A strange midrash of fruit trees surrounding the Nation of Israel as they walked to freedom

Leading by example must be visible, regarding where, when and how-like Nachshon entering the Red Sea

Rabbi Yaakov Nagen, a Ram at Yeshivat Otniel, notes that the verse is suggesting that retelling the story of the Exodus is so important that Hashem is performing ever-greater miracles specifically so that parents can tell their stories to future generations.

More Articles from Rabbi Yaakov Klass
QuestionsandAnswers-logo

Approximately 18 years ago, my uncle called me into his office saying he had an urgent matter to discuss. I didn’t know what he had in mind.

Question: If Abraham was commanded to circumcise his descendants on the eighth day, why do Arabs – who claim to descend from Abraham through Yishmael – wait until their children are 13 to circumcise them? I am aware that this is a matter of little consequence to our people. Nevertheless, this inconsistency is one that piques my curiosity.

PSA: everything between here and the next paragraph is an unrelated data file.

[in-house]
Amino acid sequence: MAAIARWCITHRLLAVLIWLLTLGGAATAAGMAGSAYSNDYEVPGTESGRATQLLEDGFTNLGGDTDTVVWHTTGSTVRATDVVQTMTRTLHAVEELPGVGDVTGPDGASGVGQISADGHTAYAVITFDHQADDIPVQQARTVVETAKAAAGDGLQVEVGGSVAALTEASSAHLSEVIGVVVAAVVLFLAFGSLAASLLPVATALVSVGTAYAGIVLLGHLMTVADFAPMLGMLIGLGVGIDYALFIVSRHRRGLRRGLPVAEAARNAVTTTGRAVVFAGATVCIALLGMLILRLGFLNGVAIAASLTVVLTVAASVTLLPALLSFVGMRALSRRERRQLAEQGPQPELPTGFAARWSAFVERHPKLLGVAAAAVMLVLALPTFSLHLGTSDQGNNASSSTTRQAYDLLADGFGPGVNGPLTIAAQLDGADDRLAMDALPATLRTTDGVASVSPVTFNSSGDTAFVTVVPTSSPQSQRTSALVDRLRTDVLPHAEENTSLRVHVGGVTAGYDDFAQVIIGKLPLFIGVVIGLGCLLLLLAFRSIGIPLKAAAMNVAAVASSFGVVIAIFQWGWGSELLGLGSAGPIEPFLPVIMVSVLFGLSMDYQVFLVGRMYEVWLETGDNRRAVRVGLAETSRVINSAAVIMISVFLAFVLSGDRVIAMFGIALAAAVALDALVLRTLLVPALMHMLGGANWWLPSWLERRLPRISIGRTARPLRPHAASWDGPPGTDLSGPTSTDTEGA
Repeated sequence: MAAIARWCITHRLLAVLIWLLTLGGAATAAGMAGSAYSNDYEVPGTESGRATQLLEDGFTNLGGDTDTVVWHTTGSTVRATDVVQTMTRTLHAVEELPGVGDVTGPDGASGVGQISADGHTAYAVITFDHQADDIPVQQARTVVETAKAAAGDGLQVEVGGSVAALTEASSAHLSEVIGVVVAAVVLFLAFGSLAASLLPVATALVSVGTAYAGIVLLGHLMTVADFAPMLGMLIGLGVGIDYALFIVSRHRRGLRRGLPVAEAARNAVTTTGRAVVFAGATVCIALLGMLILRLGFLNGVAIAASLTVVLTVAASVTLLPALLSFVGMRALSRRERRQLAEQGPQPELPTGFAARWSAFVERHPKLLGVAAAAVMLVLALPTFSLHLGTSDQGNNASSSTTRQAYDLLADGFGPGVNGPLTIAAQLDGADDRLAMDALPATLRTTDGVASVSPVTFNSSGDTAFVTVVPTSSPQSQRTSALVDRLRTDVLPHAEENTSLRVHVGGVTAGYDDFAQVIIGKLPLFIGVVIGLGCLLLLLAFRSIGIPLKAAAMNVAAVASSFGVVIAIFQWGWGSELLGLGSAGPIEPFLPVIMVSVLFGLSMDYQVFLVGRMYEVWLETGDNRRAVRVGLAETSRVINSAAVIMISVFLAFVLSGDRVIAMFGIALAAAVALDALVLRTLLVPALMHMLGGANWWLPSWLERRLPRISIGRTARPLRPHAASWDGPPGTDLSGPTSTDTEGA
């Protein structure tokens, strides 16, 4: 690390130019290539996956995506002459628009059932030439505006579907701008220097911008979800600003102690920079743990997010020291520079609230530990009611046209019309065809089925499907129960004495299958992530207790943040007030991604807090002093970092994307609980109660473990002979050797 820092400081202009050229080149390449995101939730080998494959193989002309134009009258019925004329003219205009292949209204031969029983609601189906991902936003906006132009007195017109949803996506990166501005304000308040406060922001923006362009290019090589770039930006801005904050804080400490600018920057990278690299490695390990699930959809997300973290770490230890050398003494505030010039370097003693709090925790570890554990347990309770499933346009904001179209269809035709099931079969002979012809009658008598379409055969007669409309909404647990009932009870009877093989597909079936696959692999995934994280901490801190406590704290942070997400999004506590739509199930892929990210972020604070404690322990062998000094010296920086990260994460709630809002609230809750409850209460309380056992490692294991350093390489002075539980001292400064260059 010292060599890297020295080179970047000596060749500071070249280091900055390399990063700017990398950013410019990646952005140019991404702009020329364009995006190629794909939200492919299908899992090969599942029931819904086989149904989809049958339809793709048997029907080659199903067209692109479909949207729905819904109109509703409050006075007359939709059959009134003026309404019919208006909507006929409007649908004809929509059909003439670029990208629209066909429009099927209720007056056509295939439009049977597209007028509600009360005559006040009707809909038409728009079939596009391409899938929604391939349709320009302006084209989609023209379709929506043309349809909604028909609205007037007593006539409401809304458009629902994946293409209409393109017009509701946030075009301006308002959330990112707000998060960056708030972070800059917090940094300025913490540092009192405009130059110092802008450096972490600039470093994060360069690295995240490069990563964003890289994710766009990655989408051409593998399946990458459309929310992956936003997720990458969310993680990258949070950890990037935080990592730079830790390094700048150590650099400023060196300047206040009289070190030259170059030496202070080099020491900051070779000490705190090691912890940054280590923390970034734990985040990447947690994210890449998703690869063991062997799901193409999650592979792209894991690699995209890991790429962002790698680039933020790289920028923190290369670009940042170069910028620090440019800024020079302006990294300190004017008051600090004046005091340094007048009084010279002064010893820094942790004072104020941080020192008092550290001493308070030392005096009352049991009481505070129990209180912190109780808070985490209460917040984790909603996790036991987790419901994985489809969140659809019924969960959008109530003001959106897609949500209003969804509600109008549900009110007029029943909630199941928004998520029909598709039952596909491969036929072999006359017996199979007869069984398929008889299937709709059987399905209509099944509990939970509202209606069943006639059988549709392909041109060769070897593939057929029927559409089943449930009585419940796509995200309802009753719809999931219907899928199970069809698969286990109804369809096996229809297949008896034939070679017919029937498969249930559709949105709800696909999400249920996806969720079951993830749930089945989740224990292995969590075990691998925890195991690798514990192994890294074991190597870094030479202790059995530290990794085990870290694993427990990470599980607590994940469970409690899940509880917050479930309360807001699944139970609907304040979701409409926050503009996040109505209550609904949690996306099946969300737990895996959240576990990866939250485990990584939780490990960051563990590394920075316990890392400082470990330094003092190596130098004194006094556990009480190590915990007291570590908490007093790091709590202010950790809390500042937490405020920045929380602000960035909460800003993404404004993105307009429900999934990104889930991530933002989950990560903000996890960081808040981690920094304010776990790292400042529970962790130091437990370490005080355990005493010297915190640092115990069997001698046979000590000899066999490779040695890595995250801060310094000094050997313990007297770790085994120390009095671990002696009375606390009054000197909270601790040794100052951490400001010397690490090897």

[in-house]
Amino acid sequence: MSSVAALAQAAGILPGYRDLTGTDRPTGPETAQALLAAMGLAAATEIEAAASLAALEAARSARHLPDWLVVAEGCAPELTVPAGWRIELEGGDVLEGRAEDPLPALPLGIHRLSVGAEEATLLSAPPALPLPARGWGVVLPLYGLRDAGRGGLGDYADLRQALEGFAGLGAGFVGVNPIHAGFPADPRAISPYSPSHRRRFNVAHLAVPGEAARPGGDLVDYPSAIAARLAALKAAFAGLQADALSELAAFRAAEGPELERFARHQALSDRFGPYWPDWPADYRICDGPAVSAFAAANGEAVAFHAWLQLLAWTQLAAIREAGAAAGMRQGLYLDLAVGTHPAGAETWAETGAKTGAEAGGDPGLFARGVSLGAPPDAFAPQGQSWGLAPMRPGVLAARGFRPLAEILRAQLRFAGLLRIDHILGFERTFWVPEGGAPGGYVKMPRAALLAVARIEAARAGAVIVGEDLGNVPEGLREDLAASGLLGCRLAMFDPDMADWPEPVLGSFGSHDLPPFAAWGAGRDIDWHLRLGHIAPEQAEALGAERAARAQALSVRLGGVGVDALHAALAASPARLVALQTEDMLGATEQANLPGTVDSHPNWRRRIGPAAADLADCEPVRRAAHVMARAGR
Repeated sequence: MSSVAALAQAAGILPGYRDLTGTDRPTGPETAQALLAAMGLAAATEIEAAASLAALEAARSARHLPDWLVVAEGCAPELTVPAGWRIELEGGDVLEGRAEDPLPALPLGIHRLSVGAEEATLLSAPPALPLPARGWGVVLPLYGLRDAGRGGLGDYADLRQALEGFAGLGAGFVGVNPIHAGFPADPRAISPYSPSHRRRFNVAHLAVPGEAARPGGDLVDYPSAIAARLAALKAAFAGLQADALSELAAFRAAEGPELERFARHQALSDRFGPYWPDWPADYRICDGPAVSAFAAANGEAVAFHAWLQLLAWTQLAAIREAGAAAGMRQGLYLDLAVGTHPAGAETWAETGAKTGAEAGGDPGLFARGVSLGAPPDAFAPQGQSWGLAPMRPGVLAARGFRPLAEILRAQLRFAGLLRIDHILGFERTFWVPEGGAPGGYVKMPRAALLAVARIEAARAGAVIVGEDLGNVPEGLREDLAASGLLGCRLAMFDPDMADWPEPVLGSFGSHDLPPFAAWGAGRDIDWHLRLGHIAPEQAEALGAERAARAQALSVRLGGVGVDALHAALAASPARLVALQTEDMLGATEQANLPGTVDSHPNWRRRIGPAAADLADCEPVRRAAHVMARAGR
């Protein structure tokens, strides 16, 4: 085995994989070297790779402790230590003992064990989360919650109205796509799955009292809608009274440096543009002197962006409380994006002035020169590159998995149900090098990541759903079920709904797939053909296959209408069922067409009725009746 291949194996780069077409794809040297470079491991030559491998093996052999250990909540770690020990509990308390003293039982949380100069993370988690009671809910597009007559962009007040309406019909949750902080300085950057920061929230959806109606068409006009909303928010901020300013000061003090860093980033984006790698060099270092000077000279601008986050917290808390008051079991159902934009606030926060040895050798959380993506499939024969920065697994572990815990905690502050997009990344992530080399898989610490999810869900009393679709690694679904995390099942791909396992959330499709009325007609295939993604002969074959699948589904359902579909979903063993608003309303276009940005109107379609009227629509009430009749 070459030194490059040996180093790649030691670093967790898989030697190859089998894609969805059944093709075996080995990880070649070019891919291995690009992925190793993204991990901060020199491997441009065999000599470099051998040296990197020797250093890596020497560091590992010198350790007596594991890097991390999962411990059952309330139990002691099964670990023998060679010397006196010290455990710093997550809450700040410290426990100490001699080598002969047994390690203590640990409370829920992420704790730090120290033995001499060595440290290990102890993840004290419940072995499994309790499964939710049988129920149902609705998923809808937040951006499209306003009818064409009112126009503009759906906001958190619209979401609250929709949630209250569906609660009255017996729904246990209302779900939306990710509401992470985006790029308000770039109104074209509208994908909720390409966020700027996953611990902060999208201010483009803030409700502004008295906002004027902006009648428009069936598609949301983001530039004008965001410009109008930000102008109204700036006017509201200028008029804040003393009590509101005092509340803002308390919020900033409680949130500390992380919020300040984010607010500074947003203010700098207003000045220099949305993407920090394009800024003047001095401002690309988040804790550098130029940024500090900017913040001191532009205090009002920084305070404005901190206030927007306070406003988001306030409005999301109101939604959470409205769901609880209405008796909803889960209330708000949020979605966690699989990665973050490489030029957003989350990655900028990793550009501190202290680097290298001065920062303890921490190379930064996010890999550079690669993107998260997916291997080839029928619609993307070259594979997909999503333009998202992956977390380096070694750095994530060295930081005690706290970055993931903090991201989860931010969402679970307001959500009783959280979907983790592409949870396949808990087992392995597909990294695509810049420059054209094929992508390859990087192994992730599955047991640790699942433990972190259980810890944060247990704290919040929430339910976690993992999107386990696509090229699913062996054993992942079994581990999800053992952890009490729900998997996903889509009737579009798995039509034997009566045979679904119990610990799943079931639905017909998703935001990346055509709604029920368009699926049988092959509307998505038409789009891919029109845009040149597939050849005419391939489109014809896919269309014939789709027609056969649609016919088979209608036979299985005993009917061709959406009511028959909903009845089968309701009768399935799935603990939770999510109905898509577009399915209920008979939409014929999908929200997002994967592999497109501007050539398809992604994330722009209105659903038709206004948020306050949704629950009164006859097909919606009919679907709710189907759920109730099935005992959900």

M. Goldman
(Via E-mail)

Vol. LXVI No. 3                           5775 New York City CANDLE LIGHTING TIME January 16, 2015–25 Teves 5775 4:36 p.m. NYC E.S.T.   Sabbath Ends: 5:40 p.m. NYC E.S.T. Sabbath Ends: Rabbenu Tam 6:08 p.m. NYC E.S.T. Weekly Reading: Va’era Weekly Haftara: Koh Amar Hashem (Ezekiel 28:25-29:21) Daf Yomi: Yevamos 104 Mishna Yomit: Kelim 17:2-3 Halacha Yomit: […]

Question: If Abraham was commanded to circumcise his descendants on the eighth day, why do Arabs – who claim to descend from Abraham through Yishmael – wait until their children are 13 to circumcise them? I am aware that this is a matter of little consequence to our people. Nevertheless, this inconsistency is one that piques my curiosity.

M. Goldman
(Via E-mail)

Question: If Abraham was commanded to circumcise his descendants on the eighth day, why do Arabs – who claim to descend from Abraham through Yishmael – wait until their children are 13 to circumcise them? I am aware that this is a matter of little consequence to our people. Nevertheless, this inconsistency is one that piques my curiosity.

M. Goldman
(Via E-mail)

Printed from: http://www.jewishpress.com/judaism/ask-the-rabbi/staying-awake-shavuot-night/2012/05/23/

Scan this QR code to visit this page online: